These are awakened in our own minds and shown in dreams etc. when certain situations arise that have been “seen before” in the past, as it were, in order that, for survival’s sake, the person can hopefully take any appropriate actions to protect themselves if a negative event is involved.
Contrary to the modern scientific approach which believes it can explain everything rationally, Carl Jung (and the many brilliant analysts that have been inspired by him over many decades) also allows for the presence of mystery and “not knowing” even though he and his followers employ in addition various scientific methods which confirm their findings in a reliable way. It’s also clear that many of Jung’s ideas have been corroborated by independent scientific research in various other fields such as biology and brain research etc.
A couple of other quotes from Jung which may help in approaching the meaning of your repeated dream include:
“Dream symbols are the essential message carriers from the instinctive to the rational parts of the human mind, and their interpretation enriches the poverty of consciousness so that it learns to understand again the forgotten language of the instincts” (“The Red Book”, p. 236)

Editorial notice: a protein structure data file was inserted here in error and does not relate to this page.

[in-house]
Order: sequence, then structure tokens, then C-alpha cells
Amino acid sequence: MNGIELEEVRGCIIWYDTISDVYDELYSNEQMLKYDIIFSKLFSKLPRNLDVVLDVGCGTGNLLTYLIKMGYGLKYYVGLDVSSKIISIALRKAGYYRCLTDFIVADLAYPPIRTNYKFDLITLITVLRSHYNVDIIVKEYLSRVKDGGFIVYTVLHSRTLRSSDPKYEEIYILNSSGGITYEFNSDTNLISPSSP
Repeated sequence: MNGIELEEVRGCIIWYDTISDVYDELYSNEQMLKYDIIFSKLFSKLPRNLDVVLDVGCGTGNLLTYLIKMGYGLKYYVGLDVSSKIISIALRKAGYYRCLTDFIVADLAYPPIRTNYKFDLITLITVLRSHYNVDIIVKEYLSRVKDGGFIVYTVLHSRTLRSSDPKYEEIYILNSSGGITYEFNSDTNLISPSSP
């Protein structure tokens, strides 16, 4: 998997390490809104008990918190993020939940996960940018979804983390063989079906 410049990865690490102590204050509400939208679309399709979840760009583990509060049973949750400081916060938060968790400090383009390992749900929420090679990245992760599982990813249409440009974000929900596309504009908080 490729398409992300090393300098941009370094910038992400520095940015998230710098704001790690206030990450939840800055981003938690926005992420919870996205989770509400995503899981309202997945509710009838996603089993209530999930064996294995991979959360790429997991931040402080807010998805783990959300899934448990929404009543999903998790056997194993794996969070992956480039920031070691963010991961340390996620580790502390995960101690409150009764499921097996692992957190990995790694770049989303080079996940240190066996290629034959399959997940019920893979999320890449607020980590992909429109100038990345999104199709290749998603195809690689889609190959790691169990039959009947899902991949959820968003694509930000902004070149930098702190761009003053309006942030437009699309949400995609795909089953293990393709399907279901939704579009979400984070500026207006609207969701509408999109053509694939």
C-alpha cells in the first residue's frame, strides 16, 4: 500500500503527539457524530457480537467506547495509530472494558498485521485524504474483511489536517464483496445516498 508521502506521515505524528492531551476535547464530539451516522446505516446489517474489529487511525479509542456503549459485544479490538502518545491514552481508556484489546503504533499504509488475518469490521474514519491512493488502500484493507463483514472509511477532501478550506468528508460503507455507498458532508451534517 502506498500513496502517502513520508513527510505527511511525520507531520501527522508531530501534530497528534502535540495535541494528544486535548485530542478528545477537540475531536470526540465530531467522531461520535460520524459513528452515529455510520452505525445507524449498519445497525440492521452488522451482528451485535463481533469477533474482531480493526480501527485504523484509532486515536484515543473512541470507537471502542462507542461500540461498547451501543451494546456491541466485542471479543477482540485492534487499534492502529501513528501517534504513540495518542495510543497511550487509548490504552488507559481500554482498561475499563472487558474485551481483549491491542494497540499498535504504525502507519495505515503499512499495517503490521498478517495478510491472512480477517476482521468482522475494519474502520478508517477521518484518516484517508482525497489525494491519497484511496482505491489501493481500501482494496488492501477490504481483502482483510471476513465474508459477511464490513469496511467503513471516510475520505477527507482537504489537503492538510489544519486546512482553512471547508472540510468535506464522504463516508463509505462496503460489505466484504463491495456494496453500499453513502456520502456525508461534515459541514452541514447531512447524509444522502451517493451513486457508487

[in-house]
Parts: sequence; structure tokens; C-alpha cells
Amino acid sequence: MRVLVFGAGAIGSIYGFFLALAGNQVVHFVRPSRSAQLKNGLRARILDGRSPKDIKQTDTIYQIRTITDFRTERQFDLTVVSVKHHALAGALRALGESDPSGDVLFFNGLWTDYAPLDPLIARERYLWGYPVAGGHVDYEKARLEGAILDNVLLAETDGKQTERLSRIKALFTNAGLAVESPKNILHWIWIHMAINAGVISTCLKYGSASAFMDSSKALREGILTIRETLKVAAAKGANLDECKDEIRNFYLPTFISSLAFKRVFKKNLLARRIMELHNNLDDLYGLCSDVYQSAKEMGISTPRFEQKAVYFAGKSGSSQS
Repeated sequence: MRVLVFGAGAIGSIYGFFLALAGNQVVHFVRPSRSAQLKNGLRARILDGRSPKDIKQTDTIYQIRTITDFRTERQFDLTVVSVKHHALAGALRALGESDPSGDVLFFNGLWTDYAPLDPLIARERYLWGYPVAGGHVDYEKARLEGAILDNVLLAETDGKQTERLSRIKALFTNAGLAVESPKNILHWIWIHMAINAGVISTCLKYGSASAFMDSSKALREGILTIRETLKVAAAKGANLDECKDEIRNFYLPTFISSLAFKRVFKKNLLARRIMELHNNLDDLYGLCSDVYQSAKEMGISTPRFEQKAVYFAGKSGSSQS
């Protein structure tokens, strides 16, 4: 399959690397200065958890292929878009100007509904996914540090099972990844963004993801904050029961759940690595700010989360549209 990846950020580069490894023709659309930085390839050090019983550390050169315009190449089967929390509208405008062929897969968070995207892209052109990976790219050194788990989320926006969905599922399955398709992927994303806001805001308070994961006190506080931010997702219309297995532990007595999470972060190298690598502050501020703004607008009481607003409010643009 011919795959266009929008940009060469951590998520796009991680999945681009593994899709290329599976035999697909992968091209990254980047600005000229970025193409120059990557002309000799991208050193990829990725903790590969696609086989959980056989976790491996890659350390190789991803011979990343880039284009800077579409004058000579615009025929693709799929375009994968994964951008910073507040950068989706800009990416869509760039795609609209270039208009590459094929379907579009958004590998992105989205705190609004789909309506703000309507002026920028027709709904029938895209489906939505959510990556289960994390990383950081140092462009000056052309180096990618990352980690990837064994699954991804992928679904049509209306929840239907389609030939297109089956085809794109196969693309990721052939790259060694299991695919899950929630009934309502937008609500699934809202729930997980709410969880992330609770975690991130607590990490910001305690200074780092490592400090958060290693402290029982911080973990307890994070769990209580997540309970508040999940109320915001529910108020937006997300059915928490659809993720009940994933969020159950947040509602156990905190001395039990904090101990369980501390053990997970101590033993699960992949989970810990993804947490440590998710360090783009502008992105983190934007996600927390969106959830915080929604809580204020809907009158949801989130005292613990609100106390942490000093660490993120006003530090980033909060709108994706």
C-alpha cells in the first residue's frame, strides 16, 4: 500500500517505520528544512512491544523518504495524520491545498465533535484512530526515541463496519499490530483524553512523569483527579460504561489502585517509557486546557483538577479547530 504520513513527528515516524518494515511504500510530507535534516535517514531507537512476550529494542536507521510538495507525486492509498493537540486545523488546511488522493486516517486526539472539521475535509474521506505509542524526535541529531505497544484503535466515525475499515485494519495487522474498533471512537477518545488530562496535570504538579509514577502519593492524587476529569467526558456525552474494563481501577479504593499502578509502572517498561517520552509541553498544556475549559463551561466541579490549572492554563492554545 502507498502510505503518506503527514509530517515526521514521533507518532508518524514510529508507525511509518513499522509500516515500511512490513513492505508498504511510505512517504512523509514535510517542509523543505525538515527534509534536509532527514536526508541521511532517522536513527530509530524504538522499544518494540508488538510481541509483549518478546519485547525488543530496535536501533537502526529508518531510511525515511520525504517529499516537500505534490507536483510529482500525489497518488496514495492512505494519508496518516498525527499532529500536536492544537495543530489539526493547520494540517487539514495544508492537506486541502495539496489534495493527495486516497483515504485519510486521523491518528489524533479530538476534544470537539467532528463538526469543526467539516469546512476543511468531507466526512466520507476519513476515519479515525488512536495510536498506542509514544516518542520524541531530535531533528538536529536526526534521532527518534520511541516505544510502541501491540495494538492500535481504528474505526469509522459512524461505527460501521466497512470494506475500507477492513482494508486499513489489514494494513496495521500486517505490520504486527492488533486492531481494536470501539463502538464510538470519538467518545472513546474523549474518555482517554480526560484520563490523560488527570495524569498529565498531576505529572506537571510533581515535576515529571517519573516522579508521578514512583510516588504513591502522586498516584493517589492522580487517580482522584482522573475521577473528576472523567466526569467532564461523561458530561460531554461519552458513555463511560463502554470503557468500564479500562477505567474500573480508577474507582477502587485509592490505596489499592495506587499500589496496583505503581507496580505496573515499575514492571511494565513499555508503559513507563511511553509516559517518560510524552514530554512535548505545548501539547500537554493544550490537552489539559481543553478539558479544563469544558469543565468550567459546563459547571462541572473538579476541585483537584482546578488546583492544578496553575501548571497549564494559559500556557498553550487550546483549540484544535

“Science comes to a stop at the frontiers of logic but nature does not” (CW 16 par. 524)
So in your dream, your were chased by a blond ghoul who had morphed from a very good-looking woman in her early twenties.
Symbolically speaking, a girl in the dreams of a guy usually represents a part of his psychology which is the opposite of his usual conscious everyday side.
Although not meant to be a stereotype, generally speaking, even as a little boy you probably weren’t all that sensitive to the emotions and values of others for example.
Maybe for some set of reasons, your ability to accept and handle emotions was made difficult so that the possibility existed for them to move from being part of your everyday awareness (as symbolized by the attractive blond woman) into being a part of your unconscious mind where they would be mostly unseen and uncontrolled (as represented by the blond ghoul).